Three years ago at the age of 37, Bob Garmer, then a technician at the Naval Research Laboratory, began having trouble with his eyes and decided to see a physician.

The ophthalmologist's diagnosis was grim. Scar tissue was forming inside Garmer's eyes. He had glancoma and was developing cataracts. Slowly, he was going blind.

Forced to retire on disability, Garmer, a resident of Manassas and the father of three children, sought help from the Virginia Commission for the Visually Handicapped, which recommended a rehabilitation center for the blind in Richmond to help him adjust to his loss of sight.

While there, Garmer took a variety of confidence-building courses, began familiarizing himself with Braille and decided he would get a college education.

Today, at 40, Garmer is a junior at George Mason University in Fairfax County, majoring in psychology. In part, he says, he is looking for an education "to develop a better perceptive sense as a replacement for my loss of vision." So far, he says, he has found the experience to be "very satisfying."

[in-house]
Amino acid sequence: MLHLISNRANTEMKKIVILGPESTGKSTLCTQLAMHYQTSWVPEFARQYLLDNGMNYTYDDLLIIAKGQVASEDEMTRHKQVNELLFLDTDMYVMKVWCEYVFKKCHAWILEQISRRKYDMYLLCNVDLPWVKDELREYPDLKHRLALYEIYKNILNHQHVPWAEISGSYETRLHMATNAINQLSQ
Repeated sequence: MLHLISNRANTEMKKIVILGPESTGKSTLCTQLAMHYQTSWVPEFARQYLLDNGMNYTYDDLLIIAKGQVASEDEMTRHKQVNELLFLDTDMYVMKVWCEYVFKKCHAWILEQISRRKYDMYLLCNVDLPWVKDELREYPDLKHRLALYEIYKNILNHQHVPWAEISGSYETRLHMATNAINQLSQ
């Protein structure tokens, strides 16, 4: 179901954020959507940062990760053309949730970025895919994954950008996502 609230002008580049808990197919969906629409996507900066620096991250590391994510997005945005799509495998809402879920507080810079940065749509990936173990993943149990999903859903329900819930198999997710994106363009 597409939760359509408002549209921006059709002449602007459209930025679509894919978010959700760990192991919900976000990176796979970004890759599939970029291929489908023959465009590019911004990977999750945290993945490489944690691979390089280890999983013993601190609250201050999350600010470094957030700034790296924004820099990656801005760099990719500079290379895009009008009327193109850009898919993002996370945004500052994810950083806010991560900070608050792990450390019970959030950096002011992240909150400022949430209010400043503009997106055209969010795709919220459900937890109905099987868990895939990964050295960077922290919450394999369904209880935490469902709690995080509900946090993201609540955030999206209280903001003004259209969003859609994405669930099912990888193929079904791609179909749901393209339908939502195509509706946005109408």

A volunteer organization makes tape recordings of most of his readings assignments, and George Mason provides readers for the material he can't get on tape.

Garmer is one of approximately 61 handicapped students at George Mason, a group with disabilities ranging from quadriplegia to minimal hearing loss.

Although still a relatively small group, handicapped people have been moving onto campuses growing numbers in recent years. Colleges, prompted in no small measure by recent federal legislation, are acting in a myriad of ways to see to it that the handicapped can participate in the mainstream of university life.